hour, and an opportunity is offered
for the baptism of children. This is
the annual mid-Winter communion
service, and marks the high, tide of the
Winter's work. From now on all ef
forts and Interests will be turned to
ward the Easter season.
At 7:30 P. M. a sermon of extraordi
nary interest will be preached by Dr.
Boyd, his subject being "The Moral
Duty to Be Intelligent." The thoughts
covered by this sermon are most per
tinent to the times and have a strong
appeal for the thinking public.
The First Presbyterian Church Is
about to enter on special educational
work in history and literature for those
who wish to devote themselves to the
study of these subjects.
This will be held Monday evenings
in the church-house, corner of Aider
and Thirteenth streets, during Janu
ary, February and March. There will
be five courses offered with competent
with "The Parable of the Sower."
llev. W. E. Brinkman, pastor of St.
James' English Lutheran Church, will
speak this morning on the topic, "In
Remembrance," and tonight on "Things
of Incalculable Value."
The Holy Communion will be admin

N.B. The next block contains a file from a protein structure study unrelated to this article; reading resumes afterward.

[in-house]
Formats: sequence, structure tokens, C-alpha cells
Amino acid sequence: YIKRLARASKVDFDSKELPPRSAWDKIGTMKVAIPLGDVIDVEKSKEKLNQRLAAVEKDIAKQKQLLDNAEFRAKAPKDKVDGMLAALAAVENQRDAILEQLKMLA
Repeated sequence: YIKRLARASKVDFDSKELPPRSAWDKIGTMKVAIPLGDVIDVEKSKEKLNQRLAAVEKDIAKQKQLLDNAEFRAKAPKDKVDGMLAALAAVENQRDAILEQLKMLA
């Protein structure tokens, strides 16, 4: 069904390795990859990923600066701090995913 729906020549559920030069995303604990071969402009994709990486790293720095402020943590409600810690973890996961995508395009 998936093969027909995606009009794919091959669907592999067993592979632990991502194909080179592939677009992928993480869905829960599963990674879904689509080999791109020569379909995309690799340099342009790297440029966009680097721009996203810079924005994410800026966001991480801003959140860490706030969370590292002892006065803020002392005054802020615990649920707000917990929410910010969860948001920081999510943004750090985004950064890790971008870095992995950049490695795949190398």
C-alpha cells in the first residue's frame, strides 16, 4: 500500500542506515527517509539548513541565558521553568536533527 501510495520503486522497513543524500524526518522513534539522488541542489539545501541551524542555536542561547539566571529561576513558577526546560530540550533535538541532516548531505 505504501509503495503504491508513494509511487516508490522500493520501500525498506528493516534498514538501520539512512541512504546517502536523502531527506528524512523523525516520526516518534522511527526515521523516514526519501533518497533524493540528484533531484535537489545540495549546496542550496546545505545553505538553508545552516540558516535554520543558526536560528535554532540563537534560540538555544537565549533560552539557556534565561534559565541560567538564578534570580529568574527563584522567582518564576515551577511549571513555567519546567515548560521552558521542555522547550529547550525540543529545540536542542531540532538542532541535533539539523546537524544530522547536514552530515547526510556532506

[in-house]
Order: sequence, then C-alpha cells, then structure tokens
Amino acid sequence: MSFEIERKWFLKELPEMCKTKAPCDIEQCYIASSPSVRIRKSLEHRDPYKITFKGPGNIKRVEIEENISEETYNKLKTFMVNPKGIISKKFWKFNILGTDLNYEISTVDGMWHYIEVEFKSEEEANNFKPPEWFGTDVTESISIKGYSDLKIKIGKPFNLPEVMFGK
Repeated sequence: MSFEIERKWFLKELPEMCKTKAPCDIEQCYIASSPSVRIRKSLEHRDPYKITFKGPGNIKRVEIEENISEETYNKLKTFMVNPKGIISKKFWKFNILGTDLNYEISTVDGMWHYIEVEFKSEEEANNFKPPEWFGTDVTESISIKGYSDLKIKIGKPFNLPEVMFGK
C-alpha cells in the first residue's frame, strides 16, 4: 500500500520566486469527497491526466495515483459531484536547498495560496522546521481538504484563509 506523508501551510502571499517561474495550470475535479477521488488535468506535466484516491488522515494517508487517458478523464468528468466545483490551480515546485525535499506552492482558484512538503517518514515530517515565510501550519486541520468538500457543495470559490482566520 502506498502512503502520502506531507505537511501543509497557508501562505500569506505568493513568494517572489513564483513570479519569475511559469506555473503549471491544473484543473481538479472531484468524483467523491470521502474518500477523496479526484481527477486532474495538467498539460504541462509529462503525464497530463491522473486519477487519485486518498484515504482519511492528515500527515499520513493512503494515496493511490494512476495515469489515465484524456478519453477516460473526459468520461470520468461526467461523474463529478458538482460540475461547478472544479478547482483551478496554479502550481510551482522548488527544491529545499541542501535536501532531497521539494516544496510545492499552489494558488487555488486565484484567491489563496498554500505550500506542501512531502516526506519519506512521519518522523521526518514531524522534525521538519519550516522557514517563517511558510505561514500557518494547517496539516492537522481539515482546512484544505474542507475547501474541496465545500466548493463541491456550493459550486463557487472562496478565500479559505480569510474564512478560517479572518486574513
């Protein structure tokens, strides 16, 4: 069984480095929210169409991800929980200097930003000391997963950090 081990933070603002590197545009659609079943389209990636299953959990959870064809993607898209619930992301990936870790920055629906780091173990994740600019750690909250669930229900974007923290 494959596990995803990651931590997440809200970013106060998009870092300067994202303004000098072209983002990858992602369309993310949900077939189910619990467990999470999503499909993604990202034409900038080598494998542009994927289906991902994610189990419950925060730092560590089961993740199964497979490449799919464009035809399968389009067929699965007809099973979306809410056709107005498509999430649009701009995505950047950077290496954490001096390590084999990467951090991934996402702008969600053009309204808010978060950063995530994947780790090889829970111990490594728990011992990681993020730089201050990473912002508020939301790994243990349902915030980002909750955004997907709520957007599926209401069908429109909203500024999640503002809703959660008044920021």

istered at 11 A. M. There will also be
METHODIST-EPISCOPAL PRELATES WHO WILL TAKE PROMI5ETT PART
IX FORTHCOMING COSFERESCB.
reception of new members Into union .
with the church at the morning serv
ice. Each member Is requested to ,
bring a special communion offering.
Central Presbyterian Churun will
celebrate communion service this morn
ing, when new members will be re
ceived into the church.
An Invitation has been extended to
and accepted by Multnomah Camp, No.
77. Woodmen of the World, to be the
guests of Central Church at the even
ing service Sunday, January 21. The
Woodmen, their wives and families
Rev. Alexander Beers, pastor of the
First Free Methodist Church. East
Ninth and East Mill streets, plans to
commence 1917 by giving the best serv
ice possible. The morning sermon
for today is regarded by the pastor as
one of the most important to Chris
tian people, the subject being "The
Bible Christian, or Christianity Stand
ardized." In the evening the theme
will be "The Three Crosses."
Mrs. Beers will conduct tho young
people's meeting at 6:30.
Young women from J. J. Ross Sun
day school class of the First Presby
terian Church will have charge of the
Y. W. C. A. vesper service Sunday after
noon at 4:30. Special music will be
given. Short talks will be given as
follows: "Child Welfare Work." Mrs. I.
M. Walker; "Work of Open Air Sani
tarium," Miss Mary Campbell, super
intendent; "Mission Bands," Mrs. F. L.
Phlpps, and social hour. 5:30. All girls
First Unitarian Society to
Fifty-First Annual Meetlns; Will Be